The funding gap for black founders of social apps

Black Americans have dramatically shaped the way we socialize online and the media we consume and generate there – but no major social app has been founded today by black entrepreneurs.

Why is this important: As in the rest of the startup world, it comes down to the funding gap that black entrepreneurs were able to close.

Between 2015 and August 2020, black and Latino founders raised over $ 15 billion –fair 2.4% of the total venture capital raised during this period, by Crunchbase.

The big picture: Almost all of the major social apps today were started by white males, but not for lack of interest or effort on the part of black entrepreneurs.

  • Even before MySpace and Facebook (even Friendster), there was BlackPlanet, a social network launched in 1999 for the black community.
  • Since then, a number of black entrepreneurs have ventured into social media technologies, ranging from content sharing apps (e.g. Socialcam) to futuristic avatar tech (Lil Miquela Brud creator and Network social Eternal) to sports applications (Locker Room, Prediction Strike).

Contributions from black users to social networks and their cultural and zeitgeist norms – which in turn fuel the financial success of owners and managers – have also not gone unnoticed.

  • Last year, the Clubhouse audio chat app (which raised over $ 110 million in January) came under heavy criticism from Black and other users of color for benefiting from the creativity and efforts of moderators from conversation, many of whom are people of color, without compensation. The company has since announced a monetization fund for certain creators and features.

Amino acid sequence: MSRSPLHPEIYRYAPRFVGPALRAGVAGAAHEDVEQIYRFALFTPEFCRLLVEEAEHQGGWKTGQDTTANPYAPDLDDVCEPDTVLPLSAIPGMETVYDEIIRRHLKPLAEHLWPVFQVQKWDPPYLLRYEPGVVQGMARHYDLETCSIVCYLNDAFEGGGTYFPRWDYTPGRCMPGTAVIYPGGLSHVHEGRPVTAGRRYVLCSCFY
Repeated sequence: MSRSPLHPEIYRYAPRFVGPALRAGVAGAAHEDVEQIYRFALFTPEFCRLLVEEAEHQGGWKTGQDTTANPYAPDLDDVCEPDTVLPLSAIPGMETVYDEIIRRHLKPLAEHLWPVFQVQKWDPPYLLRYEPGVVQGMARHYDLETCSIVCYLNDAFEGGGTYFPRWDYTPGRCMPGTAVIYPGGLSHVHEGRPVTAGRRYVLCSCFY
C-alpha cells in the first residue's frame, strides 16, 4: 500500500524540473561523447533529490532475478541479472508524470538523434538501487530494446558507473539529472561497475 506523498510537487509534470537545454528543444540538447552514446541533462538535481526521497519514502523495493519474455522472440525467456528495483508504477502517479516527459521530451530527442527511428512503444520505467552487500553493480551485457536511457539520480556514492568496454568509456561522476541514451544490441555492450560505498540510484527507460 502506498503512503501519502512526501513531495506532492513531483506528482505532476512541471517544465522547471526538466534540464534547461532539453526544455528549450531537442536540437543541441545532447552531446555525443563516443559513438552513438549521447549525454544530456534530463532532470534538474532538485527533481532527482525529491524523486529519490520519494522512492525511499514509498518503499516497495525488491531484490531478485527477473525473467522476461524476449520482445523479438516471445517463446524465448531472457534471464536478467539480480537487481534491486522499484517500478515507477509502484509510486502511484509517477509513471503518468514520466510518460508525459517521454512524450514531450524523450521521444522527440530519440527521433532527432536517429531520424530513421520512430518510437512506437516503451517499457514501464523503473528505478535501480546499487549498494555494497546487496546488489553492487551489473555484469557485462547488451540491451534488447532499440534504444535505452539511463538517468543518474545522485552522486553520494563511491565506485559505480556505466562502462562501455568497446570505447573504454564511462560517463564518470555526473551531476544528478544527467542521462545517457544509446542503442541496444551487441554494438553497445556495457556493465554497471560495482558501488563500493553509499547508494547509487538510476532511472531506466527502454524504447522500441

• Apps like TikTok – where short videos of dance routines created by young black users regularly go viral or are co-opted by more famous white influencers – have received similar criticism.

Between the lines: “The people who had these ideas never got the funding to push them to this level,” says Dan Runcie, founder of the hip-hop newsletter Trapital.

  • He points out that Ryan Leslie, a black musician (and alumnus of Harvard), founded SMS marketing company SuperPhone in 2013, but has been eclipsed by new competitors like Community, who have raised a lot more venture capital.
  • “It’s not even about scaling, it’s about experimenting and creating,” says Vernon Coleman, co-founder and CEO of Realtime.
  • Naj Austin, founder of social media Ethel’s Club and Somewhere Good, adds that unlike Caucasian founders who can raise large sums of money just to try out ideas, she has to meticulously allocate funds to run her business. “I don’t think black founders necessarily have the same opportunity to fail while receiving money.”

Theis also the challenge of the target market when introducing investors, whether it’s because they assume it’s not an app for them or because they don’t understand the size of a market that doesn’t include them.

  • “How many people of color can there be?” Austin remembers being interviewed by white investors.

There is optimism that things change (slowly).

  • “It’s changing and the way it is changing is you get a lot of black and brown managers… and some of those managers manage over $ 100 million like us,” says Marlon Nichols, Managing Partner of MaC Venture Capital .
  • Austin says the second-time fundraiser went smoothly, largely because it focused on showcasing investors who personally understood the need for social apps specifically with people of color. in mind.

The bottom line: “I’m 100% sure that … if a black founder creates a social platform and it’s properly capitalized and properly targeted to the users who typically blow these things up, then it’s going to show up,” Nichols says.

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